Youtuber Addison Pierre Maalouf, known as YourFellowArab, claims he was kidnapped in Hati due to his 'colour'

Addison Pierre Maalouf, known as YourFellowArab, was reportedly held by a gang in Haiti for 17 days before being released
Youtuber Addison Pierre Maalouf, known as YourFellowArab, has spoken about being kidnapped in Hati. Photo by Instagram/Arab.Youtuber Addison Pierre Maalouf, known as YourFellowArab, has spoken about being kidnapped in Hati. Photo by Instagram/Arab.
Youtuber Addison Pierre Maalouf, known as YourFellowArab, has spoken about being kidnapped in Hati. Photo by Instagram/Arab.

A Youtuber who was kidnapped in Haiti claims that he was captured because of his colour.

Influencer YourFellowArab, whose real name is Addison Pierre Maalouf, was reportedly taken in mid-March before been released on Saturday (March 30). He had supposedly been held for 17 days.

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It is alleged that he was taken by a gang called Mawozo, whom he had gone to see in the Caribbean country. According to local reports, he was held for a ransom of thousands of pounds. It's unclear if this money was paid before he was released.

It is thought the gang promised to give Maalouf back his laptop, equipment and camera, which they had seized at the time of his kidnapping, but they only returned the camera - after removing the SD card. Now, Maalouf has taken to his X account to share further details of his ordeal with his 229,000 followers. So, just who is Maalouf and what has he said about his kidnapping? Keep reading to find out all you need to know.

Who is Addison Pierre Maalouf?

Maalouf is an American travel vlogger, but with a difference. He visits places across the world which many consider to be unsafe and meets individuals thought to be dangerous. On his Youtube channel, @YourFellowArab, which boasts almost 1.5 million followers, he describes his role as "travel vlogging the unknown".

His videos include 'hunting pirates in the Red Sea', 'inside America's most demonic city', 'scammers attack me in Dubai's illegal markets' and '100 hours of living with the Mexican Cartel'.

What has Addison Pierre Maalouf said about his kidnapping?

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Maalouf first announced his kidnappers had released him just after 5pm on Saturday on his X account, @YourFellowArab. Referring to a viral meme, he wrote: "Cameraman never dies. I’ve been released. Glory be to God. Christ is King." Minutes later he added that he had been "kidnapped in the middle of the Haitian Desert 60 minutes away from any civilization in a concrete shack surrounded by barbed wire".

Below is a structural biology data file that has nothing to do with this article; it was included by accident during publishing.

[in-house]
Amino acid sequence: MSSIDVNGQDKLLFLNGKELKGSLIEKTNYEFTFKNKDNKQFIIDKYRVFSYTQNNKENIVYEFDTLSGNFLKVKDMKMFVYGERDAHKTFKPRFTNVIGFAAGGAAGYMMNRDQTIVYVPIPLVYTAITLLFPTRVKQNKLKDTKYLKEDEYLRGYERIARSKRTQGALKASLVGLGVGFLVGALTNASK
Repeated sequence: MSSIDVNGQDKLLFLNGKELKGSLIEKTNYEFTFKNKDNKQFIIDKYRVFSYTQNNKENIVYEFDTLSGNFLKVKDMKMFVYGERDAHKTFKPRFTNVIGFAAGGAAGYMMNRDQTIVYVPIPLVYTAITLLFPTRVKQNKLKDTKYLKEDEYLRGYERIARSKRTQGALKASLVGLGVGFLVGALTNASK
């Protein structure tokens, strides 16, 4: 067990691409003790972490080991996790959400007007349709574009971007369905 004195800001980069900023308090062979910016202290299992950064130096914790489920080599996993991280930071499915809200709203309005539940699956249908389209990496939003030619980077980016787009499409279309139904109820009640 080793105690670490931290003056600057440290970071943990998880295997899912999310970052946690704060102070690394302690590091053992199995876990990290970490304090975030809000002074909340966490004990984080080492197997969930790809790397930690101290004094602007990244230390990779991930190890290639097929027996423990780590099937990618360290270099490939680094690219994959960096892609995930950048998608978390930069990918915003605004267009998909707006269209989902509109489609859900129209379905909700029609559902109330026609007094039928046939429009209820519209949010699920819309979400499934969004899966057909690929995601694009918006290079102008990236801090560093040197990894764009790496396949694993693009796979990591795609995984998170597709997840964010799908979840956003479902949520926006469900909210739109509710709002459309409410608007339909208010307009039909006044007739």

He continued: "I was kidnapped purely for the colour of my skin. I was kidnapped for being a 'Blanc'. Can’t give any more detail till I’m home, but all I will say for now is - Glory be to God. Released between Good Friday & Easter, Christ is King."

He later posted a video about his experience, but provoked backlash from people who said he was 'hating on Haiti'. He defended his video in a further X post. He said: "I just want to make something clear about a video that I posted hating on Haiti. "I have dozens of videos talking about how this is the most beautiful country in the world. I have told my family that when things get better I want to come back here and visit. And I spent the last 36 hours meeting with many families here in their homes and full of gratitude.

I posted that video about how it is a horrible country because what I have been through. After everything, I was peacefully leaving and someone tried to extort me again and now I am detained for no reason and no explanation and my family was expecting me to show up tonight and see them after 17 days. "Forgive me for coming off frustrated. I love Haiti and all it's beauty. I hope that next time I come back I can be shown around properly and show the beautiful parts and people of this country for the world to see. My love to Haiti & it's people that deserve a better situation."

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His comments come as a recent United Nations report said more than 1,500 people in Haiti have died due to gang violence since the beginning of 2024. Hundreds of thousands of others have fled their homes and are living on the street.